Joe Berrios vs. Fritz Kaegi

It takes a special set of circumstances to unseat a powerful county-level incumbent, but Kim Foxx showed it was possible when she defeated Anita Alvarez. But Alvarez had the weight of life-and-death tragedies and a phalanx of local and national activists bearing down on her. Berrios has the impressive but somewhat arcane Tribune/ProPublica Illinois reporting of Jason Grotto and the related research of University of Chicago prof Christopher Berry, on the fairness and impact of his office's work.

In limited polling, Kaegi has been way ahead of Berrios, and has managed to scrape off a bit of support from the Democratic establishment that Berrios has been a part of for so long. So it could end up being not just an upset, but one by a surprising margin.

Toni Preckwinkle vs. Bob Fioretti

The Cook County president is not one of the Democratic insiders that has abandoned the embattled Berrios. Her opponent, former alderman Bob Fioretti, recently released his own poll showing him just a point behind Preckwinkle. Despite the beating she took over the failed pop tax, a loss would be a genuine shock.

Marie Newman vs. Dan Lipinski

This race has gotten national attention, and as such it's been written about pretty thoroughly. It's not that complicated, ultimately: Lipinski is a relatively conservative Democrat in a safe Democratic House seat in a party that's moved towards the left generally.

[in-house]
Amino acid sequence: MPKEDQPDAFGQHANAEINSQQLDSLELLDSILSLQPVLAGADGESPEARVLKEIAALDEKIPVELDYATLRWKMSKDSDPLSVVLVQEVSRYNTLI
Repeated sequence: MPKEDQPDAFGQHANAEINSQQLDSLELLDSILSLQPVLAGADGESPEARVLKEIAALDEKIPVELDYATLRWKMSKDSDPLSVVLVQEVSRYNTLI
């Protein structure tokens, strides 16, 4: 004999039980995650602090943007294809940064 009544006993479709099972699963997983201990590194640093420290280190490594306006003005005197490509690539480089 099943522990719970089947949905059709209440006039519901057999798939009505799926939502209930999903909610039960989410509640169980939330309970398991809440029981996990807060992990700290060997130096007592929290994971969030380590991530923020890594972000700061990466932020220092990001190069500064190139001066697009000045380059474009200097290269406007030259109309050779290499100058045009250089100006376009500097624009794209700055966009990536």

Oh, and whoever wins will be running against a literal Nazi, so it's kind of the safest Democratic seat in the country this fall.

Back in January, when Carol Felsenthal wrote about the race, Newman was way behind in polls but was generating big-name endorsements. But as Felsenthal pointed out, Newman's numbers improved considerably when respondents were informed about her stances. A recent poll by NARAL (which supports Newman) put her within a couple points of Lipinski. He's been a NARAL target for awhile, but the results are plausible, and so is a Newman victory.

Jeanne Ives vs. Bruce Rauner

Political analyst Nathan Gonzales tweeted this yesterday:

OK, OK, "closer than expected for a challenge to a multi-millionaire incumbent governor" is doing a lot of work. What's closer than expected? In January, Rauner had a 45 percentage-point lead on Ives. In February, another poll had the gap at 20 points. A recent automated poll released by the Ives camp–take it as you will–had her down to single digits.

It's not impossible? Bruce Rauner's strong approval among Republicans in a March poll from SIU was 17 percent. "Somewhat approve" was 38 percent for a grand total–of approval from his own party–of 55 percent. It drops to 49 percent among self-identified conservatives and 38 percent among born-again Christians. Primaries tend to be more ideologically stringent, so it's conceivable that Ives could get lucky.

Daniel Biss vs. Chris Kennedy vs. J.B. Pritzker

This one looked like a possible upset a month ago, with Biss looking strong, but a more recent poll put Pritzker up 19 on Kennedy and 20 on Biss. Then again, it had Pritzker leading "undecided" 35-31. Anything could happen, but that also includes everyone splitting the undecided vote and Pritzker winning handily,